The group is also seeking funding via other means. For example, Lomberg is auctioning off his collection of Voyager Golden-Record archival material, which includes (among other things) his original sketch for the cover diagram, numerous other drawings, and letters about the project from sci-fi legend Robert Heinlein and other notable people.
Heritage Auctions will manage the sale, which will take place Sept. 14. The collection is expected to fetch about $10,000, Heritage representatives told Space.com.
As such fundraising efforts suggest, NASA is not sponsoring or bankrolling the One Earth Message. However, agency officials and New Horizons team members have unofficially signaled support for the project, Lomberg said.
New Horizons, which flew past Pluto in July 2015, is now zooming toward a Jan. 1, 2019, rendezvous with a small object called 2014 MU69. It may take a year or so for the probe to beam all of its data from this second flyby home to Earth, Lomberg said; only then will New Horizons be able to spare the computer memory necessary to accommodate the One Earth Message.
"That gives us a good two years to first put the message together, which I estimate will take at least a year, and then another year to put it all together in software, test it and make sure it's suitable for upload," Lomberg said.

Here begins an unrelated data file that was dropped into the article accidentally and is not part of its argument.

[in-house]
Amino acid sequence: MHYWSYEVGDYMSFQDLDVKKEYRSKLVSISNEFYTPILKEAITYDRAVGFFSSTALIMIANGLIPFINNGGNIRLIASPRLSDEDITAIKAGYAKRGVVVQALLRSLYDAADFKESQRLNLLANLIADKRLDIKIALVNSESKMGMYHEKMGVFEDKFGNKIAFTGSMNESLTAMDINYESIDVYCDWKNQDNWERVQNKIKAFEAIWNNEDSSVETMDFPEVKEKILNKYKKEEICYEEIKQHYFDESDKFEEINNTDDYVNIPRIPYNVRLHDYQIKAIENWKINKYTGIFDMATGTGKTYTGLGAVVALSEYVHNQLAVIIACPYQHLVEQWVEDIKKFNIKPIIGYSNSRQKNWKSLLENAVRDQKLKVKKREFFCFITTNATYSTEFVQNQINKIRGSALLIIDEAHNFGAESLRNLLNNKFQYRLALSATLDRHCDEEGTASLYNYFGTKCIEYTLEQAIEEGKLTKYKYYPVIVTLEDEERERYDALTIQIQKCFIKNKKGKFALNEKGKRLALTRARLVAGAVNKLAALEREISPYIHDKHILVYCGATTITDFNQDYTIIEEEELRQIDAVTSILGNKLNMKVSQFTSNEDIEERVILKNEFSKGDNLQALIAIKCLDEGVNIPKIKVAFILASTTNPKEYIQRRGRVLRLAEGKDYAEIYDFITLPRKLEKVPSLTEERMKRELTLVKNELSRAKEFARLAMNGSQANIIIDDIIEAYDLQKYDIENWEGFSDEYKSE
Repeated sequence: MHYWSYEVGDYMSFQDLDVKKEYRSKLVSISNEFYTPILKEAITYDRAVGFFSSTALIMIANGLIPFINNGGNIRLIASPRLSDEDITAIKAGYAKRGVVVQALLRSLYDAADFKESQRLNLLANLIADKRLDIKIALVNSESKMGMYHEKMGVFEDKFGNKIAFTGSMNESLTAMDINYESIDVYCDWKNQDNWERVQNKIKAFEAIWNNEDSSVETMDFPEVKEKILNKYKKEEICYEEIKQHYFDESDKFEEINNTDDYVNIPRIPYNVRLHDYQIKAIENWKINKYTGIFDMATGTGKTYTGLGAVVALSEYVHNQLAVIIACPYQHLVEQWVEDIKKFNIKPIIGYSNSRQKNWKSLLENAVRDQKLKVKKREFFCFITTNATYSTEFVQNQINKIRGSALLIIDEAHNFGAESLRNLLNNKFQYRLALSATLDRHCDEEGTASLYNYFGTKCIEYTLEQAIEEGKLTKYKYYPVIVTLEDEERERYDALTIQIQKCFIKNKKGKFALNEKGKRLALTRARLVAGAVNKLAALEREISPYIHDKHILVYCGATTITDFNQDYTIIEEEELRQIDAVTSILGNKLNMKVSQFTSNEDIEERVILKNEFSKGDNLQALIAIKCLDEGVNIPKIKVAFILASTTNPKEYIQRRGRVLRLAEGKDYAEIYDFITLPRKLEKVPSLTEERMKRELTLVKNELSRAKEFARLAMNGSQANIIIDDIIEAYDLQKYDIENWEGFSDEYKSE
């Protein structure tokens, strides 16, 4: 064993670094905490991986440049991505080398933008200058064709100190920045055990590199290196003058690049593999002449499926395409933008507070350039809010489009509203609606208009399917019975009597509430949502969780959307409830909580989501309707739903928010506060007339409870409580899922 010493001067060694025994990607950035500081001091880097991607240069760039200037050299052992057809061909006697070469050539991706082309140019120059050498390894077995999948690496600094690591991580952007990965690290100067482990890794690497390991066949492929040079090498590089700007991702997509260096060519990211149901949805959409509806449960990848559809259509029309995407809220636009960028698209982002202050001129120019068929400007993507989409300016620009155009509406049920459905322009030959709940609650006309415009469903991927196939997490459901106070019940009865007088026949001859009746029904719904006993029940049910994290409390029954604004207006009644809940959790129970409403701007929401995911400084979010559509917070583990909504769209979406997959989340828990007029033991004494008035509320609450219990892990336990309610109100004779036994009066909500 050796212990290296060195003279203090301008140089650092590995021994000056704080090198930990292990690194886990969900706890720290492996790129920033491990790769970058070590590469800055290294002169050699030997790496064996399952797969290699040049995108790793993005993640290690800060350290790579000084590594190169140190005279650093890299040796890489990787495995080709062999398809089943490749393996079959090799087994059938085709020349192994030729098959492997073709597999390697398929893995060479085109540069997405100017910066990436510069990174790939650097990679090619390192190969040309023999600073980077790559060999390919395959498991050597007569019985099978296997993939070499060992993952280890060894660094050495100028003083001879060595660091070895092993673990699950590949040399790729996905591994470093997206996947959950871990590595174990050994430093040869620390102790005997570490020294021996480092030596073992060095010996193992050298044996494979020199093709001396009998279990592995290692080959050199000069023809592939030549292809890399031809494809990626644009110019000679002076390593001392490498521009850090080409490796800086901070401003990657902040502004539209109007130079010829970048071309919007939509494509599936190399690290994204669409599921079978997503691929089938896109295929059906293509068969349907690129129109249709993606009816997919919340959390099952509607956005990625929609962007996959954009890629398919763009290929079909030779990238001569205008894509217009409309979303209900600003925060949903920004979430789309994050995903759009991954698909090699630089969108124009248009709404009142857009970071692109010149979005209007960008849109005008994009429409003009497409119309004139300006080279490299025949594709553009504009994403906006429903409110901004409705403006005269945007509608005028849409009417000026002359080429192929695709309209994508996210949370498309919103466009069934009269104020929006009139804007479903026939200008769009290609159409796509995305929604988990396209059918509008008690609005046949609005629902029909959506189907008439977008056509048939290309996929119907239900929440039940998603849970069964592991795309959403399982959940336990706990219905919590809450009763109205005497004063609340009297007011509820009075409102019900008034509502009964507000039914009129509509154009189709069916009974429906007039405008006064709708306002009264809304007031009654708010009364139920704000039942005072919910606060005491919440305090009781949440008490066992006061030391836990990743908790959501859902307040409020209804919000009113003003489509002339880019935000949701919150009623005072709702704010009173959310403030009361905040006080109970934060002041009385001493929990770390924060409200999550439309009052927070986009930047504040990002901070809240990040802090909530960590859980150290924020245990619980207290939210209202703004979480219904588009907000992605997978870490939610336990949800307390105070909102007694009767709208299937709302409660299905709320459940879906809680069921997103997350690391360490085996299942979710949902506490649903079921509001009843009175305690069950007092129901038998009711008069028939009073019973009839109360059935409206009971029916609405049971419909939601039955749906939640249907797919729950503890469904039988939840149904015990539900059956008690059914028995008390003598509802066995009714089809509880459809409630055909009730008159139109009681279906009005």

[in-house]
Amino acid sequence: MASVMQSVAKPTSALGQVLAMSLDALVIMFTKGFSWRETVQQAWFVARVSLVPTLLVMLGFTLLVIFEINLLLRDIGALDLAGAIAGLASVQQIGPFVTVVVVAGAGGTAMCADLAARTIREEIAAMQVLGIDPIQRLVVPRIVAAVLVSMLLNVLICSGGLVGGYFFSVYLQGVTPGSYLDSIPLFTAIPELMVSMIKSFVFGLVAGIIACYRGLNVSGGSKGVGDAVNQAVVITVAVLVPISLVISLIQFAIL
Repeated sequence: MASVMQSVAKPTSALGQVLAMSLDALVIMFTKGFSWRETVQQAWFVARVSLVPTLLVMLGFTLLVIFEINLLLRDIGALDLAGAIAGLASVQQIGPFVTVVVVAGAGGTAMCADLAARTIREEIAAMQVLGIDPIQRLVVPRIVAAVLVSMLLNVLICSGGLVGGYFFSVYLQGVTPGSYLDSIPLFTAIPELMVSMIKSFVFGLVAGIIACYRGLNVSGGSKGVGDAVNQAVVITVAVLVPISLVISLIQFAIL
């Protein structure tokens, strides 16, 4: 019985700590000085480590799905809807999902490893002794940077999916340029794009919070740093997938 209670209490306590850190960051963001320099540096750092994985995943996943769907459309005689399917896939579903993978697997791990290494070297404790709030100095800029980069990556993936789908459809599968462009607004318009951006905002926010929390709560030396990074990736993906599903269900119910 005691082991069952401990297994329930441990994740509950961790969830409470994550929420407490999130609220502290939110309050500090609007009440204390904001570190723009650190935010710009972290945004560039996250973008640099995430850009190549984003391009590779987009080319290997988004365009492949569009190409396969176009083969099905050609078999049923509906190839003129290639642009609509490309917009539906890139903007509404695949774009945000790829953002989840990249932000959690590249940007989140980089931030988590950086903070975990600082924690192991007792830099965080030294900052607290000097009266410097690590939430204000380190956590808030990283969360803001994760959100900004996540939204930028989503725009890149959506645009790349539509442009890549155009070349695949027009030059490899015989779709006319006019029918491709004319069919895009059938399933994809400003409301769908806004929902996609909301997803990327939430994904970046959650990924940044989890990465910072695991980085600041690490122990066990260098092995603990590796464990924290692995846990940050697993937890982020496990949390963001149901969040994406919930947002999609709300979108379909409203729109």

The upload to New Horizons would not happen without official NASA approval. This approval might be easier to obtain if the team approaches the agency with a finished product rather than a nebulous concept, Lomberg said.
"Forty years ago, when I worked with Carl on the Golden Record, he didn't go to NASA and try to get them to approve some vague idea of the message's music and sounds," Lomberg said. "He made it, and then he showed it to them and said what we did. They reacted to it. And if there was something they didn't like — and there was one picture they didn't like — they took it out."
Lomberg's vision for the One Earth Message doesn't end with New Horizons. Eventually, he would like every probe that leaves Earth to carry the message, or something like it.
"I think our spacecraft are our finest technical masterpieces," he said. "They're essentially works of art, and every work of art should be signed."
"Signing" probes in this fashion is worth the effort, even if they drift alone through space for eternity, Lomberg added.
"We will never know if there is an E.T. audience, but for the human audience that participates, it can be a profoundly moving experience to seriously contemplate communicating with the cosmos," he said in a statement.
You can learn more about the One Earth Message and its Kickstarter campaign here: https://www.kickstarter.com/projects/31060842/one-earth-message-a-digital-voyager-golden-record/description
This article was originally published on Space.com.
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